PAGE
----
Saturday, August 30, 2008

Farmer Boy

Boys don’t generally read the ‘Little House’ books by Laura Ingalls Wilder. I certainly didn’t, not when I was younger. Girls, I think, are much more open to books generally considered for boys than boys are to 'girl's' books. I guess we just always feel we have more on the line for being considered interested in that ‘girly’ stuff. I was a pretty voracious reader and even had a sort of secret curiosity about those stories (I’ve always loved tales of survival) but never considered reading them back then. I also avoided Nancy Drew, The Secret Garden, The Little Princess and Anne of Green Gables.

Most of those I still have yet to read, but a few years ago I started reading the Little House books, and I loved them. I picked them up because I was starting to write a children’s novel of my own and wanted to consume just about every classic I could think of, and also because my youngest sister Esme was reading them and enjoying them and my curiosity was again piqued. I discovered that not only are they enjoyable page-turners with interesting, diverse characters and suspenseful story-lines, they are truly treasures of American history, full to the brim of the clearest writing you’ll ever read of how the settlers and rural folk of this young country made their way on the ever-expanding American frontier.

Unsurprisingly, I was endlessly fascinated by all the details of how they ate; what they grew, what they shot and foraged, how they preserved it, how they cooked and ate it, how they enjoyed it. Boy, how they enjoyed it. The undeniable truth of living as a homesteader back then comes through in the general joy the characters get from almost every bite they take, whether it is their morning porridge or a once a year treat of maple syrup poured into the snow. Wilder’s writing really comes alive talking about food, sparking my appetite over and over. It’s clear that food really meant something to her and her family, and their connection to what they ate was primal and sophisticated at once.

Currently I’m reading Farmer Boy, which follows a year in the life of the young Almanzo Wilder, future husband of Laura Ingalls, on his family’s farm in New York state. The work, of course, is never ending and endlessly physical, and so is the young boy’s appetite. In particular, I am struck by how much pie he eats. It seems he closes every single meal, breakfast, dinner, supper, with two or three (or more) pieces of spicy apple pie, and frequently runs into to grab a slice or two during a quick break from pitching hay.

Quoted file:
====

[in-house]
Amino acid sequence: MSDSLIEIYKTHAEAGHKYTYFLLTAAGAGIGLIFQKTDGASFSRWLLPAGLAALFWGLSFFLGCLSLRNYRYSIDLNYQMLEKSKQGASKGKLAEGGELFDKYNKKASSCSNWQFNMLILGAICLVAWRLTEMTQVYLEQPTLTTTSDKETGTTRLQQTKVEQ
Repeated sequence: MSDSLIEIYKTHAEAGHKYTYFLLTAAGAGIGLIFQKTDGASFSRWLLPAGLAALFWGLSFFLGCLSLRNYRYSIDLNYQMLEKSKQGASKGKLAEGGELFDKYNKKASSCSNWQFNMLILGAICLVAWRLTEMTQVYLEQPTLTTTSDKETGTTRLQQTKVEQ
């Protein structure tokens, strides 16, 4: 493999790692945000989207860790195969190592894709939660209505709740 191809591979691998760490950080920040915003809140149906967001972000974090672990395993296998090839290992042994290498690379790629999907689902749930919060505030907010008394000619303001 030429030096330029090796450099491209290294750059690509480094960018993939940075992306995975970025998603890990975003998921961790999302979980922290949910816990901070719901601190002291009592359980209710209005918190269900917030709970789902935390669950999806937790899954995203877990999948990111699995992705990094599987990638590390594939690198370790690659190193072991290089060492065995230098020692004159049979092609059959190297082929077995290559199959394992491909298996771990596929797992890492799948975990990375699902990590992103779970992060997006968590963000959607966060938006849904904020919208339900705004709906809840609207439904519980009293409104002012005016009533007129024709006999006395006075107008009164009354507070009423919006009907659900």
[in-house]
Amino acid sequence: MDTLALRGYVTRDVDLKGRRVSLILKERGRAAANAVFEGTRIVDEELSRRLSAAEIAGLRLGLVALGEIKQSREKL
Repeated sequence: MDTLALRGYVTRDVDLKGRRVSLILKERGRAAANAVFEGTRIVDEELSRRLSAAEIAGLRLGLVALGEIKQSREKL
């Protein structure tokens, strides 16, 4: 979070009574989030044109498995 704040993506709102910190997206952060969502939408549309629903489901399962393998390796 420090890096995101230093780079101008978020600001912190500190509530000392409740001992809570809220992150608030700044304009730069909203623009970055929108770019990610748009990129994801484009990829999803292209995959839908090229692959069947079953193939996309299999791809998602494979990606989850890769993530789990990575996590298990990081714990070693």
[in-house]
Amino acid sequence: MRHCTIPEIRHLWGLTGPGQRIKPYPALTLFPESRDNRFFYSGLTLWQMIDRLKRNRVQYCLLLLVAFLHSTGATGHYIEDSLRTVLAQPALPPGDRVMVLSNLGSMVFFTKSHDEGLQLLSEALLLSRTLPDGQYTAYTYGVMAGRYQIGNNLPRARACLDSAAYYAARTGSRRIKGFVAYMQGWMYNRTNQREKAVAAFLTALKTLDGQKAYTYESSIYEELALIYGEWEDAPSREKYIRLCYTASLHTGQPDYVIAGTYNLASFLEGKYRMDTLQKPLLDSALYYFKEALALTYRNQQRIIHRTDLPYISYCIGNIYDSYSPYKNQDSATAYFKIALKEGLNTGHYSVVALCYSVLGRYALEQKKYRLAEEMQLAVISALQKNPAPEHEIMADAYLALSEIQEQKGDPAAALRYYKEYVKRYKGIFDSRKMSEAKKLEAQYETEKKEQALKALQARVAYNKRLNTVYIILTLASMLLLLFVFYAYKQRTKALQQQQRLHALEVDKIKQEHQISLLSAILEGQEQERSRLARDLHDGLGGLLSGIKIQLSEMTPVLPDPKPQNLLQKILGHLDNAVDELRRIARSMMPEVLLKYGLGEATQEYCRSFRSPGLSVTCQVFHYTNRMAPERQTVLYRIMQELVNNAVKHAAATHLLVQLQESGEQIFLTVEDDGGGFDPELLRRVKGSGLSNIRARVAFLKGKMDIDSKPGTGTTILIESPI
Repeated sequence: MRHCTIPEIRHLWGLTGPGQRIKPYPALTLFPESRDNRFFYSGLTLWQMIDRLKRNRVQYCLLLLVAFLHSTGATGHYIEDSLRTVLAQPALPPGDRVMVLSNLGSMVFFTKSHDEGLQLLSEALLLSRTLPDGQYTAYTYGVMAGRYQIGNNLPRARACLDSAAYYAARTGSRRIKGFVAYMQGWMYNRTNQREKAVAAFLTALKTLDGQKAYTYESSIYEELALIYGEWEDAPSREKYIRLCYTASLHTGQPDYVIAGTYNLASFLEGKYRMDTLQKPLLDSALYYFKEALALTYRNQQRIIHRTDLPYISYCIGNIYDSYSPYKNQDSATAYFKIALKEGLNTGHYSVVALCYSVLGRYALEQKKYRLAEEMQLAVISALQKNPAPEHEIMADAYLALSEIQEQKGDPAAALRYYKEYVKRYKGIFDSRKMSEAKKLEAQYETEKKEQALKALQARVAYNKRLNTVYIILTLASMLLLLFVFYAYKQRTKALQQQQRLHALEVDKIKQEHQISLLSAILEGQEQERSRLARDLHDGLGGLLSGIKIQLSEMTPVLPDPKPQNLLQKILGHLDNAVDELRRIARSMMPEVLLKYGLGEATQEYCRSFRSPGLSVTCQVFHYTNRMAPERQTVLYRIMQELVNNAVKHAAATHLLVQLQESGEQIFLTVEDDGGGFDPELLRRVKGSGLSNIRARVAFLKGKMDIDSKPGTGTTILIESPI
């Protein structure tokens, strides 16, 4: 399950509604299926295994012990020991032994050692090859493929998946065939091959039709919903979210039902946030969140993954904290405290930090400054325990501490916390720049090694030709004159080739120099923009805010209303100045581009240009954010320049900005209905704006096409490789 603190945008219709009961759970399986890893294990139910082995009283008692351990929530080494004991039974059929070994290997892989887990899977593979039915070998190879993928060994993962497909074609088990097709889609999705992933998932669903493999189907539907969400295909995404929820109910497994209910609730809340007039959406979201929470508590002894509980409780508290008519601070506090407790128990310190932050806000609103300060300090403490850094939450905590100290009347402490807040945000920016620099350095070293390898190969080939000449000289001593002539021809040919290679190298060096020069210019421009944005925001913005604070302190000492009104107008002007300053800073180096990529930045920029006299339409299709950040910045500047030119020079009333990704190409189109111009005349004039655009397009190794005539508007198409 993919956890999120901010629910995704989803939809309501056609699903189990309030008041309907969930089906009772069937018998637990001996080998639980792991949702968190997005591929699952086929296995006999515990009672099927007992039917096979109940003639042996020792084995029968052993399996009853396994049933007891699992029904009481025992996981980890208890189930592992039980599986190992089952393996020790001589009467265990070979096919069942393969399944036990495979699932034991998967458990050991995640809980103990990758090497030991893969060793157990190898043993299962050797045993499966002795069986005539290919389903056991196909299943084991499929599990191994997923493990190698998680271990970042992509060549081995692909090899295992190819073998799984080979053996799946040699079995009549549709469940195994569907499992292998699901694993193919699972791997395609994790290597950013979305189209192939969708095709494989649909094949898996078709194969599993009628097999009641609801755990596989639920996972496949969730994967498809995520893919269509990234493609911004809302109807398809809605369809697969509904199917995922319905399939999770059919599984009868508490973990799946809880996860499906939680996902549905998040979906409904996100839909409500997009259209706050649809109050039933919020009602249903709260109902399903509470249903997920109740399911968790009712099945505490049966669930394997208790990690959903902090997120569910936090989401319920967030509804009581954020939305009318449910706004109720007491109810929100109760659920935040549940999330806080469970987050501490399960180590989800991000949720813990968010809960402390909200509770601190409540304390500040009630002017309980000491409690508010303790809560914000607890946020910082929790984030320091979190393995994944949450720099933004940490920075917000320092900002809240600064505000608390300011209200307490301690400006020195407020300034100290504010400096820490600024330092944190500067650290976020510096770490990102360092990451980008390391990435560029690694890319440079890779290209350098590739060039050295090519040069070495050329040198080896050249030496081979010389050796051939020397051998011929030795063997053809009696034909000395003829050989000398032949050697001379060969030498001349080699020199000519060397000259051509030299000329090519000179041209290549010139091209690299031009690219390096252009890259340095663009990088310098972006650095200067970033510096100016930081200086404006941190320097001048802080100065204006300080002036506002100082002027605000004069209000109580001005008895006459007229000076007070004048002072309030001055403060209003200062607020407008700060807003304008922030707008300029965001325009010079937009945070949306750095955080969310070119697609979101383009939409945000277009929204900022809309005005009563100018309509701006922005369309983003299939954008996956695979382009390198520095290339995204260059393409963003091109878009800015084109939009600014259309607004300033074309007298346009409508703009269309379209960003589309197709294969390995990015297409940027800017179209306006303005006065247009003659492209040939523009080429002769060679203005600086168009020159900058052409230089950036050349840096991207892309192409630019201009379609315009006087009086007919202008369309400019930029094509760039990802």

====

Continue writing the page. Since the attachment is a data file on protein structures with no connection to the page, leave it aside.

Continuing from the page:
I never read Farmer Boy when I took in all the other Little House books a few years ago, mostly because I didn’t want to interrupt the narrative of the Wilder family as they moved from the big woods to the little house to the banks of plum creek, etc. Now, with a season working on a farm looming in my near future, it seemed the right time to head back and finish off the series with this book, and I’m glad I did. 

And, of course, this one’s not particularly girly, so I'm safe, right? 

Friday, August 22, 2008


Almost ten years ago I quit my job in Cincinnati to hike the Appalachian trail. By the time I stepped onto the trail in a cold rain, mid-March in the north Georgia hills, I had spent six months planning, daydreaming, and longing for the countless steps that would take me from Springer Mountain to Mount Katahdin in central Maine. I collected books of all kinds on the subject: humorous, practical, poetic, mystical, historical, personal. I examined my gear; I bought new gear (I threw out some of this and bought even more along the trail, finding much of the stuff I started with either superfluous or way to heavy). I examined my reasons and motivations for going; I tried explaining these to other people, as much to work it out for myself as for any other reason.

So what were my reasons? I’m not sure I really remember, though I do recall what I told people at the time: “I want to experience a different way of living,” I would say, “and for a long time so that it’s not a vacation, but just my life.” I wanted to stop staring at a computer, which I was doing way too much of. I was realizing that I had ignored a part of myself that loved the woods, the open air, birdsong and the sound of tumbling water for far too long and I wanted it back. I wanted change, and I wanted to feel like I had accomplished something.